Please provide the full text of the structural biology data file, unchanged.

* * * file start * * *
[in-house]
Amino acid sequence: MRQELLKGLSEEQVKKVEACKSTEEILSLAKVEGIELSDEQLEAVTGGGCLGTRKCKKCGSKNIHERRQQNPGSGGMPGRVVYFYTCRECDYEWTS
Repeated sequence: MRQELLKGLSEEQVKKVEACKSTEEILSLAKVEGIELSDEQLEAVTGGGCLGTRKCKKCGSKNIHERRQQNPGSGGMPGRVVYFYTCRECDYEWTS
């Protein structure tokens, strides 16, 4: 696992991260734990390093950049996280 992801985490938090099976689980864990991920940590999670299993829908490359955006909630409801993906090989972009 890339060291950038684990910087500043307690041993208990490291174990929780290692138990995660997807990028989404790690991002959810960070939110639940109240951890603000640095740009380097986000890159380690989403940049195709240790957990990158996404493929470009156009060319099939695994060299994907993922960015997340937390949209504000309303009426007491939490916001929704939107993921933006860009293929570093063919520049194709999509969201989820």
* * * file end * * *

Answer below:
[in-house]
Amino acid sequence: MRQELLKGLSEEQVKKVEACKSTEEILSLAKVEGIELSDEQLEAVTGGGCLGTRKCKKCGSKNIHERRQQNPGSGGMPGRVVYFYTCRECDYEWTS
Repeated sequence: MRQELLKGLSEEQVKKVEACKSTEEILSLAKVEGIELSDEQLEAVTGGGCLGTRKCKKCGSKNIHERRQQNPGSGGMPGRVVYFYTCRECDYEWTS
């Protein structure tokens, strides 16, 4: 696992991260734990390093950049996280 992801985490938090099976689980864990991920940590999670299993829908490359955006909630409801993906090989972009 890339060291950038684990910087500043307690041993208990490291174990929780290692138990995660997807990028989404790690991002959810960070939110639940109240951890603000640095740009380097986000890159380690989403940049195709240790957990990158996404493929470009156009060319099939695994060299994907993922960015997340937390949209504000309303009426007491939490916001929704939107993921933006860009293929570093063919520049194709999509969201989820």